An increasing amount of secondary schools in England are under-performing. This is according to official data which also outlines that one in eight schools fall below the government’s new minimum standard.
New Data from The Department of Education
The Department of Education (DfE) released statistics outline the extent of slipping school standards. 365 mainstream secondary schools fell below the minimum standard during 2017. Compared to the 282 secondary schools that were below minimum standards in 2016, there is a clear increase.
Officials have cited technical changes to the points system as the reason behind the under-performance. The system is used to calculate the performance of a school and changes can make it more difficult for schools to achieve a good rating.
Economic Gap Between Students is Narrowing
The data has revealed progress that officials are keen to highlight. The achievement gap between rich and poor students is narrowing. Since 2011, the gap between disadvantaged students and their wealthier peers has narrowed by 10%. Although the gap remains significant, the fact that it is becoming smaller is promising. Entry and achievement for EBacc (the government’s favoured core subjects) have also fallen.
More disadvantaged students have gone against an overall downward trend by taking EBacc subjects and obtaining good grades. This creates an optimistic outlook for disadvantage students who are clearly working hard to progress further in their lives. Geoff Barton, the general secretary of the Association of School and College Leaders, has urged officials that performance tables “only tell us a limited amount about the true quality of a school”.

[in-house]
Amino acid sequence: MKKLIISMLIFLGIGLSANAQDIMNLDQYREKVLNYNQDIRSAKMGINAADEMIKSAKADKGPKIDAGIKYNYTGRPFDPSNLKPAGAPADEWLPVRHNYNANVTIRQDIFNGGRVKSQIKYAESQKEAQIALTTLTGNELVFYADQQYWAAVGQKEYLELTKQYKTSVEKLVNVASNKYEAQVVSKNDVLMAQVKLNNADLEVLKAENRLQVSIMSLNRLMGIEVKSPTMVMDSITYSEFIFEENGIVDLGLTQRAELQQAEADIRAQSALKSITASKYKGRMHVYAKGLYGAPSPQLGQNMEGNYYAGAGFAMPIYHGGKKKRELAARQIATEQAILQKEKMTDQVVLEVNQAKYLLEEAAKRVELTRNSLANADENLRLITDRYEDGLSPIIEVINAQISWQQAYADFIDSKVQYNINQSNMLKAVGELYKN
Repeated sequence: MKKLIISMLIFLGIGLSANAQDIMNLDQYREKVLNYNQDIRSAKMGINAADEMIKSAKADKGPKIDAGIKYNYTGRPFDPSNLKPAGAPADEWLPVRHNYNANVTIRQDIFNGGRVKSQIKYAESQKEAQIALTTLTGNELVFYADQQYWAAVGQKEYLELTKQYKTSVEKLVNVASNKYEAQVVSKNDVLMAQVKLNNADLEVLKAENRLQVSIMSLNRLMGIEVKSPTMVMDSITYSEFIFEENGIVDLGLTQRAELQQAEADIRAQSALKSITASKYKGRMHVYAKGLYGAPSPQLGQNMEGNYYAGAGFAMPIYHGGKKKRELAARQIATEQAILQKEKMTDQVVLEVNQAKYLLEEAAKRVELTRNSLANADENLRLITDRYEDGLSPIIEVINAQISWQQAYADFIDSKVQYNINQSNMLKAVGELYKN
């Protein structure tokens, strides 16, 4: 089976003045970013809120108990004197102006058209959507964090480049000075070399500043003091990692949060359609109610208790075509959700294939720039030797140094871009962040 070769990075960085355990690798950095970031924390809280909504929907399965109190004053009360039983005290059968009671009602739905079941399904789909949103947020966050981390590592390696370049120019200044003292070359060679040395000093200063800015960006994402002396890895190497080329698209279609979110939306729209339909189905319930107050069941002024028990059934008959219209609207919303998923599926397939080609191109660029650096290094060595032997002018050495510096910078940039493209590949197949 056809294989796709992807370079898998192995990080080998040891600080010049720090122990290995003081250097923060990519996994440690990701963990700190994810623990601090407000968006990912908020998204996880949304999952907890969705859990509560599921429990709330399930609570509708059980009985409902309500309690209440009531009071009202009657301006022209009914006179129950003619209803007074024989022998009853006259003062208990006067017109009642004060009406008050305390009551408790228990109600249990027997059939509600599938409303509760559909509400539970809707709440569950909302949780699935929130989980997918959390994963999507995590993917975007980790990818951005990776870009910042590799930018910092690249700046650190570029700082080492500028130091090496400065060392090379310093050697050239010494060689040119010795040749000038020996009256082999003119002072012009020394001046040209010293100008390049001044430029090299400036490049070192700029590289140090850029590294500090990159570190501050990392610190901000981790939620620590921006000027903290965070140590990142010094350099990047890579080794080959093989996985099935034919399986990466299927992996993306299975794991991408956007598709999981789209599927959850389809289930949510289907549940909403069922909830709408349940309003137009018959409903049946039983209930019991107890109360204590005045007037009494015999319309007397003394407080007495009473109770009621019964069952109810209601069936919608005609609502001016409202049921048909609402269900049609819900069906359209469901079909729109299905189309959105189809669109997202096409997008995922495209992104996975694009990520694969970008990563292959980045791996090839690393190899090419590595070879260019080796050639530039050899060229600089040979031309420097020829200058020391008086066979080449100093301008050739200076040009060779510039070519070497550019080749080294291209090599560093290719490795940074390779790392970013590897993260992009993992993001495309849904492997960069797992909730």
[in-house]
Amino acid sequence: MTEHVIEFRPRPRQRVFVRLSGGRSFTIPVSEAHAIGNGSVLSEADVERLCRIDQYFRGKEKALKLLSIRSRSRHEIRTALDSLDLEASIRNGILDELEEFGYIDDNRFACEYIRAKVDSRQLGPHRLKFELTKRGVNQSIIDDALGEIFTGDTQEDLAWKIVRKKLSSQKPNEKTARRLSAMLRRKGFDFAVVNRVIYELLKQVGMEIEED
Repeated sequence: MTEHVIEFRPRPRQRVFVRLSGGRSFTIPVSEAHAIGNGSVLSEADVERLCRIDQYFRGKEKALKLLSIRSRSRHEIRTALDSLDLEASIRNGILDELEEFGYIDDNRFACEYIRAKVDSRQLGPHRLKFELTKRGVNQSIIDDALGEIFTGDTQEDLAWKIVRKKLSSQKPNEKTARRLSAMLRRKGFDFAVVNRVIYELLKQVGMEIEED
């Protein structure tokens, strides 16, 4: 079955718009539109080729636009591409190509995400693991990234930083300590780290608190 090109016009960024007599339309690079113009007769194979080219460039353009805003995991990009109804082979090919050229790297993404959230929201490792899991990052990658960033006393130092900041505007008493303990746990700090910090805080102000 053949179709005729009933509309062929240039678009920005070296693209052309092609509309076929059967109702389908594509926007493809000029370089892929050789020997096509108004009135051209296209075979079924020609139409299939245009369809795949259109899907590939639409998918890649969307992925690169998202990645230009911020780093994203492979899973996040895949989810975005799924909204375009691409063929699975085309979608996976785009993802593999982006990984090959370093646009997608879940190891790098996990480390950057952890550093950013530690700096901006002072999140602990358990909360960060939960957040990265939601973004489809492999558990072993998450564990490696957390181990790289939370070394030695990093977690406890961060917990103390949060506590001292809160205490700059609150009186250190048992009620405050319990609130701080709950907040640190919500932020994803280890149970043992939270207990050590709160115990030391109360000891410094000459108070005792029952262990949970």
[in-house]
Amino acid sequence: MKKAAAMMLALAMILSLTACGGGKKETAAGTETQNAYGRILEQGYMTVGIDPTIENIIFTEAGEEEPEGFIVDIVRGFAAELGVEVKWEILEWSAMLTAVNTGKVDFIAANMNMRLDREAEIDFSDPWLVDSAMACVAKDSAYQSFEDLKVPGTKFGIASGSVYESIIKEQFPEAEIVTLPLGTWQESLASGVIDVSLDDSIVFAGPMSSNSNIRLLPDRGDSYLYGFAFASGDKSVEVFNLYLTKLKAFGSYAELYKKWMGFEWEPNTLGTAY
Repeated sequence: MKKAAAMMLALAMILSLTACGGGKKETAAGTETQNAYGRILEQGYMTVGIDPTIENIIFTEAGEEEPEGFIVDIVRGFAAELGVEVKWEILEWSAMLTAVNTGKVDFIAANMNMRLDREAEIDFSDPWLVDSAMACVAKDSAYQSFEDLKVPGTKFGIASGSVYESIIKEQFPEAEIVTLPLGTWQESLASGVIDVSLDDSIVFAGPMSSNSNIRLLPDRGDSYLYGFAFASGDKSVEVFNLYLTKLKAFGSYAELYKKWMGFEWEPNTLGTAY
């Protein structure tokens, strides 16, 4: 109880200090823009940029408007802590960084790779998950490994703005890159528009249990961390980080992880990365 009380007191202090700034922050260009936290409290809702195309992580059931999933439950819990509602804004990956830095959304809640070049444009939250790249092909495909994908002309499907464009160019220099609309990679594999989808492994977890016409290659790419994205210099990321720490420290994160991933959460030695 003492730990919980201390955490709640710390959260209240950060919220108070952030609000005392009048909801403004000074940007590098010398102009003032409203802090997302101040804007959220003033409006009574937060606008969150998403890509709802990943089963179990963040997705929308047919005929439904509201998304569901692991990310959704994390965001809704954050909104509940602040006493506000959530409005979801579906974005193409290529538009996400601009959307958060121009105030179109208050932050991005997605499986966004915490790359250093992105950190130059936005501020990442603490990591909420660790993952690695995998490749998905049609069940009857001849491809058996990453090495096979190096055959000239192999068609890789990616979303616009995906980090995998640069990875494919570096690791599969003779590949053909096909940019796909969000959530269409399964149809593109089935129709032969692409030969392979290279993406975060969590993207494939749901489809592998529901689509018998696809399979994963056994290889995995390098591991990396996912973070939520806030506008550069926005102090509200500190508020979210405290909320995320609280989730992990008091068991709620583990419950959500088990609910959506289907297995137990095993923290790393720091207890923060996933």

Secondary School Data is Causing Confusion
Six of the 365 failing schools are rated ‘outstanding’ by Ofsted, another three are grammar schools. The result may appear confusing to both students and parents alike, but they do show some progress. They reveal troubling curriculum narrowness and confusion about how schools can receive a good rating.
Instead of measuring a school’s success by the number of students gaining five good GCSEs, schools are measured through Progress 8. This is a gauge of the progress of a pupil between the end of primary school and the end of secondary school, based on their results across eight GCSEs. The pupils are then in compared with other students who have the same levels of ability.
The higher achieving schools were converter academies. These are successful schools that have chosen to change to academy status and have higher levels of achievement and progress scores compared to mainstream state funded schools. Free schools also did well but there wasn’t enough data to confirm this. In comparison, low-performing schools that have been endorsed by academy trusts fared much worse.